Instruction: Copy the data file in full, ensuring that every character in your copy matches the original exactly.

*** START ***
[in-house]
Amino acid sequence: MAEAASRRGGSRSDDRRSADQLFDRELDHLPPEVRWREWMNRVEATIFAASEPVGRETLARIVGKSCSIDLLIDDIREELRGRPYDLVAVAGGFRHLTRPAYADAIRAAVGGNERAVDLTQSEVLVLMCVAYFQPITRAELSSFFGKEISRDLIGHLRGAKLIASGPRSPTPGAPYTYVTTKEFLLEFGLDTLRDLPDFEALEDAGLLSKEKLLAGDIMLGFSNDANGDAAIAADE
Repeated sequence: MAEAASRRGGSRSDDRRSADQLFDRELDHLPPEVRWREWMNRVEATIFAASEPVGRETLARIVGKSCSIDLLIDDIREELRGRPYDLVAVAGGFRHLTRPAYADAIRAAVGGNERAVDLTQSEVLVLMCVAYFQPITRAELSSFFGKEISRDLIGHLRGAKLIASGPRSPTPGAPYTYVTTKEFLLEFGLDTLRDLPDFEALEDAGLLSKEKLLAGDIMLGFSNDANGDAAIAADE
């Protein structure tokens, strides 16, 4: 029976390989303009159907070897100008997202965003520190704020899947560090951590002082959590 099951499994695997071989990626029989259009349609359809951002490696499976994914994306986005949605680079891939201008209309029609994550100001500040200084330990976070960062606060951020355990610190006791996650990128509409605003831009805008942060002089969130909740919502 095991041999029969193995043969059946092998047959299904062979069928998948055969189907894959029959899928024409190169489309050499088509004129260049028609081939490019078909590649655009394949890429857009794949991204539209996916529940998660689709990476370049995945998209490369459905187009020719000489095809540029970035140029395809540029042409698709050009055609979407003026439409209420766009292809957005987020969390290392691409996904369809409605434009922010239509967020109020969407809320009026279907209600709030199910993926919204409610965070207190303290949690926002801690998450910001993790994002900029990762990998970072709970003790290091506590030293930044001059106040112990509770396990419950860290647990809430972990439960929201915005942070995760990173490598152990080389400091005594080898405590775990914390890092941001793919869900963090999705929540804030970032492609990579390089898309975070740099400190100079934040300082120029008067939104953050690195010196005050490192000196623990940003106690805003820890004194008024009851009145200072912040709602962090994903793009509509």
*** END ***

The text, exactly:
[in-house]
Amino acid sequence: MAEAASRRGGSRSDDRRSADQLFDRELDHLPPEVRWREWMNRVEATIFAASEPVGRETLARIVGKSCSIDLLIDDIREELRGRPYDLVAVAGGFRHLTRPAYADAIRAAVGGNERAVDLTQSEVLVLMCVAYFQPITRAELSSFFGKEISRDLIGHLRGAKLIASGPRSPTPGAPYTYVTTKEFLLEFGLDTLRDLPDFEALEDAGLLSKEKLLAGDIMLGFSNDANGDAAIAADE
Repeated sequence: MAEAASRRGGSRSDDRRSADQLFDRELDHLPPEVRWREWMNRVEATIFAASEPVGRETLARIVGKSCSIDLLIDDIREELRGRPYDLVAVAGGFRHLTRPAYADAIRAAVGGNERAVDLTQSEVLVLMCVAYFQPITRAELSSFFGKEISRDLIGHLRGAKLIASGPRSPTPGAPYTYVTTKEFLLEFGLDTLRDLPDFEALEDAGLLSKEKLLAGDIMLGFSNDANGDAAIAADE
């Protein structure tokens, strides 16, 4: 029976390989303009159907070897100008997202965003520190704020899947560090951590002082959590 099951499994695997071989990626029989259009349609359809951002490696499976994914994306986005949605680079891939201008209309029609994550100001500040200084330990976070960062606060951020355990610190006791996650990128509409605003831009805008942060002089969130909740919502 095991041999029969193995043969059946092998047959299904062979069928998948055969189907894959029959899928024409190169489309050499088509004129260049028609081939490019078909590649655009394949890429857009794949991204539209996916529940998660689709990476370049995945998209490369459905187009020719000489095809540029970035140029395809540029042409698709050009055609979407003026439409209420766009292809957005987020969390290392691409996904369809409605434009922010239509967020109020969407809320009026279907209600709030199910993926919204409610965070207190303290949690926002801690998450910001993790994002900029990762990998970072709970003790290091506590030293930044001059106040112990509770396990419950860290647990809430972990439960929201915005942070995760990173490598152990080389400091005594080898405590775990914390890092941001793919869900963090999705929540804030970032492609990579390089898309975070740099400190100079934040300082120029008067939104953050690195010196005050490192000196623990940003106690805003820890004194008024009851009145200072912040709602962090994903793009509509």